In the short run, yesterday’s much-hyped Supreme Court ruling won’t mean much. Eliminating overall contribution limits will give the party committees and candidates a little extra cash in their pocket, but the campaign finance landscape is largely the same as it was when Wednesday began. It’s what might come next that would fundamentally upend the campaign financing system. The attorneys and experts studying yesterday’s McCutcheon v. FEC ruling suggest it could make vulnerable one of the bedrock rules of the campaign finance system: Caps on individual contributions to parties and candidates.
— McCutheon is significant, attorneys say, because it’s one of the first cases to focus on contributions, not expenditures (the focus of Citizens United and other cases). As one GOP finance attorney put it, campaign finance relies on three elements: rules governing expenditures, contributions, and disclosure. The courts have ripped apart most expenditure regulations; the fear among reform advocates is now they’ve turned their attention to contributions.
— Those same advocates argued that the court’s majority opinion, written by Chief Justice John Roberts, reaffirmed the legality of contribution limits. But they’re also realistic: This isn’t a court that’s been kind to their way of thinking about campaign finance regulations. None would be seriously surprised if individual contribution limits came under scrutiny next.
— Here’s a possible outcome to keep an eye on, suggested by GOP campaign finance attorney William McGinley: The Supreme Court eventually rules that contribution limits are constitutional but stipulates that the current caps are far too low. Expect discussion in the coming weeks about legislative action to raise those limits (of course, as usual, don’t hold your breath waiting for legislative action).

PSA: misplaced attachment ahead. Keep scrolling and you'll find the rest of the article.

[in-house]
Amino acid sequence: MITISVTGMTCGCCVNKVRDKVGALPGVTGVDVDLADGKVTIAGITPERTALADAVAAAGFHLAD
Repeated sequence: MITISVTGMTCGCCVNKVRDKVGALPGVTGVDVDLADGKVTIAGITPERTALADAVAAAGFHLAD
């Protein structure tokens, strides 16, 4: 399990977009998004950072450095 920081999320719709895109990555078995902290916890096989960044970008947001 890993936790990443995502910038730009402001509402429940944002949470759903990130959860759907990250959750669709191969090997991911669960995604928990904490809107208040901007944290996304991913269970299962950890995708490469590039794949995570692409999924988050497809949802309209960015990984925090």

The country’s post-Watergate campaign finance system has been turned on its head in recent years. And the changes might not be done yet.
— Alex Roarty
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The Commission on Presidential Debates put out a statement today that gives credence to Donald Trump's claims that he had a bad microphone on Monday night. "Regarding the first debate, there were issues regarding Donald Trump's audio that affected the sound level in the debate hall," read the statement in its entirety.
"A video of Donald Trump testifying under oath about his provocative rhetoric about Mexicans and other Latinos is set to go public" as soon as today. "Trump gave the testimony in June at a law office in Washington in connection with one of two lawsuits he filed last year after prominent chefs reacted to the controversy over his remarks by pulling out of plans to open restaurants at his new D.C. hotel. D.C. Superior Court Judge Brian Holeman said in an order issued Thursday evening that fears the testimony might show up in campaign commercials were no basis to keep the public from seeing the video."
No matter that his recall of foreign leaders leaves something to be desired, Gary Johnson is the choice of the Chicago Tribune's editorial board. The editors argue that Donald Trump couldn't do the job of president, while hitting Hillary Clinton for "her intent to greatly increase federal spending and taxation, and serious questions about honesty and trust." Which leaves them with Johnson. "Every American who casts a vote for him is standing for principles," they write, "and can be proud of that vote. Yes, proud of a candidate in 2016."
"By all means vote, just not for Donald Trump." That's the message from USA Today editors, who are making the first recommendation on a presidential race in the paper's 34-year history. It's not exactly an endorsement; they make clear that the editorial board "does not have a consensus for a Clinton endorsement." But they state flatly that Donald Trump is, by "unanimous consensus of the editorial board, unfit for the presidency."